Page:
It’s no secret that the Affordable Care Act, President Obama’s signature healthcare legislation, is facing an uncertain future. The incoming administration has pledged to repeal the law and offer an alternative in its place. But this uncertain future should not keep you from taking advantage of what is available to you and your loved ones today.
Thursday is the deadline to ensure coverage under the ACA when the calendar turns to 2017. This goes for both uninsured Americans seeking coverage and those who need to re-enroll. Missing the deadline doesn’t mean you’re out; it just means you won’t have coverage Jan. 1. The final day to enroll is Jan. 31 for coverage that will start March 1.
We don’t know what changes will occur to the ACA or when they’ll go into effect. But we do know it’s quite likely that you will need medical care before lawmakers decide what they are going to do. So on behalf of the American Heart Association — an organization with a mission to improve the health of all Americans — I urge you to meet the Dec. 15 deadline to protect you and your loved ones.
Over the past three years, the ACA has provided health coverage to millions of people, including an estimated 7.3 million Americans confronted with cardiovascular diseases and its risk factors.
We also know that while it is important that all Americans have access to the care they need, we also must keep people from ever developing those problems. The ACA provides important preventative coverage such as blood pressure and cholesterol screenings, smoking cessation services, behavioral counseling for obesity and access to primary care and the medications needed to effective manage risk factors and diseases.
Simply put, having insurance coverage matters.
Consider this: People who lack health insurance experience up to a 56 percent higher risk of death from stroke than those who are insured. The uninsured and underinsured are also less likely to take needed medications and to forego preventive care. Having coverage can literally be the difference between life or death for someone with a cardiovascular disease, and it also protects families from devastating medical bills that can result from inadequate coverage.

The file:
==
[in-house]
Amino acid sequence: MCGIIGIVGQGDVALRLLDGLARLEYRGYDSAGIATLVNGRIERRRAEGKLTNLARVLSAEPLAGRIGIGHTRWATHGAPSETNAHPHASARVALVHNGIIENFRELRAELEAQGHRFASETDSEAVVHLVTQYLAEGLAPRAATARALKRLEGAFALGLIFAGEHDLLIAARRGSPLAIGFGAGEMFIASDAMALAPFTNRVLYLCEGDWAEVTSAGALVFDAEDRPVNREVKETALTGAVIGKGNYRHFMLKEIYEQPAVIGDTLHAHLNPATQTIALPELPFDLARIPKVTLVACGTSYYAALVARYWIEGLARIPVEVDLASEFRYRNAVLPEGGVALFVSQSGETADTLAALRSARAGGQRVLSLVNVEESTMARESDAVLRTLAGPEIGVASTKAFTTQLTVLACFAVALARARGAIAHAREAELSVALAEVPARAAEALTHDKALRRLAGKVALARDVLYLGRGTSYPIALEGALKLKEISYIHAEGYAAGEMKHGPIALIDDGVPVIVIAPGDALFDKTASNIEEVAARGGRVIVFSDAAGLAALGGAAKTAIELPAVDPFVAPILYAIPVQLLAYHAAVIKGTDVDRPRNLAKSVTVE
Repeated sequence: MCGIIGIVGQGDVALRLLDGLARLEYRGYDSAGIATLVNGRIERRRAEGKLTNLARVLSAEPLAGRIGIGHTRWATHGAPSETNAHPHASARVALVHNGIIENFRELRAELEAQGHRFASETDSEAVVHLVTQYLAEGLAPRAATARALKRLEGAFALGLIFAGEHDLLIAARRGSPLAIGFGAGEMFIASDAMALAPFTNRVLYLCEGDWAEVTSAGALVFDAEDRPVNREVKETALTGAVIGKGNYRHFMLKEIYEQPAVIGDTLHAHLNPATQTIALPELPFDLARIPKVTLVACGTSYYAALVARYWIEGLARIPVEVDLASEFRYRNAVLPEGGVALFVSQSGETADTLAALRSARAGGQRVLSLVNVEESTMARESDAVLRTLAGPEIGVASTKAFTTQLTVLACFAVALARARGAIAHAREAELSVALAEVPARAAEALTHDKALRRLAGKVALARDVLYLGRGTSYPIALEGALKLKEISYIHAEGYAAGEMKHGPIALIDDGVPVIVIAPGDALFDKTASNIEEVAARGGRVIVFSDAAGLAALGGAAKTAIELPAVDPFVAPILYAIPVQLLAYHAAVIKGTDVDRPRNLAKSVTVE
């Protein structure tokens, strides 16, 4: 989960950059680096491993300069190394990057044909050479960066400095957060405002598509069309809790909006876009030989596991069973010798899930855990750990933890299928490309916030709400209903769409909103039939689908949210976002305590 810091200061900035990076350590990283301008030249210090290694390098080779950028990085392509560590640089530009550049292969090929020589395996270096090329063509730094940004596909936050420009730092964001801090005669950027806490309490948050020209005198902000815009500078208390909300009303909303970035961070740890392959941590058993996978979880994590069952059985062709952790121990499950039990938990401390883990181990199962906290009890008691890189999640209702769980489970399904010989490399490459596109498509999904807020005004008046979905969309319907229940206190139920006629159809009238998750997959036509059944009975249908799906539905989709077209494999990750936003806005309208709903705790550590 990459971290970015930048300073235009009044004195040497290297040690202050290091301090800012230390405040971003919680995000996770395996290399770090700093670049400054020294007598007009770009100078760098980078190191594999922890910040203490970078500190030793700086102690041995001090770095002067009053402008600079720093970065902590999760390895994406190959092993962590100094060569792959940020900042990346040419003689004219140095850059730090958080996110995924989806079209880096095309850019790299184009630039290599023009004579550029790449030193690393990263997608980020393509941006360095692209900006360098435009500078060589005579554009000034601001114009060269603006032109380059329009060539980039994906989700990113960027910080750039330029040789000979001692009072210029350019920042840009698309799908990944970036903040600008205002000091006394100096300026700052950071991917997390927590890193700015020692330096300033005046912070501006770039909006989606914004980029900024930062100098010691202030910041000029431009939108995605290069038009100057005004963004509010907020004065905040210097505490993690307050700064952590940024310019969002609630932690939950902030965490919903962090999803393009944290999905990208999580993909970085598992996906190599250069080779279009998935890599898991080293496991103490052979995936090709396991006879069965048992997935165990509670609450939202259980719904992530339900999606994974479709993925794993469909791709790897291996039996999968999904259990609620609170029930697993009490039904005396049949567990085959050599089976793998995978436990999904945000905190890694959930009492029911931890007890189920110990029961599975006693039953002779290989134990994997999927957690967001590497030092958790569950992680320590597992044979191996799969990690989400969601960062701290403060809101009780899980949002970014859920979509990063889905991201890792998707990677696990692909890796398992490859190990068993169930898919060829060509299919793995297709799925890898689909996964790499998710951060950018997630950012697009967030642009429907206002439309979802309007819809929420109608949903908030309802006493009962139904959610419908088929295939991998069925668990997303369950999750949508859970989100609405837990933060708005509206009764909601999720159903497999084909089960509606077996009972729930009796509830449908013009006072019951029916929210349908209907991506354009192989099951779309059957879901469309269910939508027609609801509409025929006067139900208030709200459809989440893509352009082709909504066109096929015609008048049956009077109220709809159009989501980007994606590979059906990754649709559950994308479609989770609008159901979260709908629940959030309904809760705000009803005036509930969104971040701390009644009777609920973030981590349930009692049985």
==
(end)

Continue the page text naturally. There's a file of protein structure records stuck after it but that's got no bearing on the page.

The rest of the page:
There has been a lot of talk about the importance of protections relating to pre-existing conditions. Before the ACA, heart and stroke patients struggled to find companies willing to offer them adequate coverage at an affordable cost. For years, families with a baby born with a heart problem had to worry about whether they could get insurance coverage for their child, and wonder if the coverage was adequate to cover their medical expenses. The law frees families to focus on their loved ones and their care, recovery and rehabilitation without worrying about medical bills piling up.
Enrolling in coverage at HealthCare.gov should be easier than ever. Improvements to the website include Plan Compare 2.0, which takes users through the process step-by-step.
According to the Department of Health and Human Services, the average consumer can choose from 30 health plans, and more than 70 percent of consumers will be able to purchase plans for less than $75 per month, while 85 percent of Marketplace-eligible uninsured Americans could qualify for tax credits to help make premiums affordable.
The Affordable Care Act has made it possible for millions of Americans fighting cardiovascular diseases to focus on improving their health, instead of worrying about whether they can obtain or afford the quality care they deserve, and we are proud to continue our work to enroll as many Americans as possible.
While the future is uncertain — for each of us, and for the options available to all of us under ACA — the most important thing to do right now is ensure you are covered.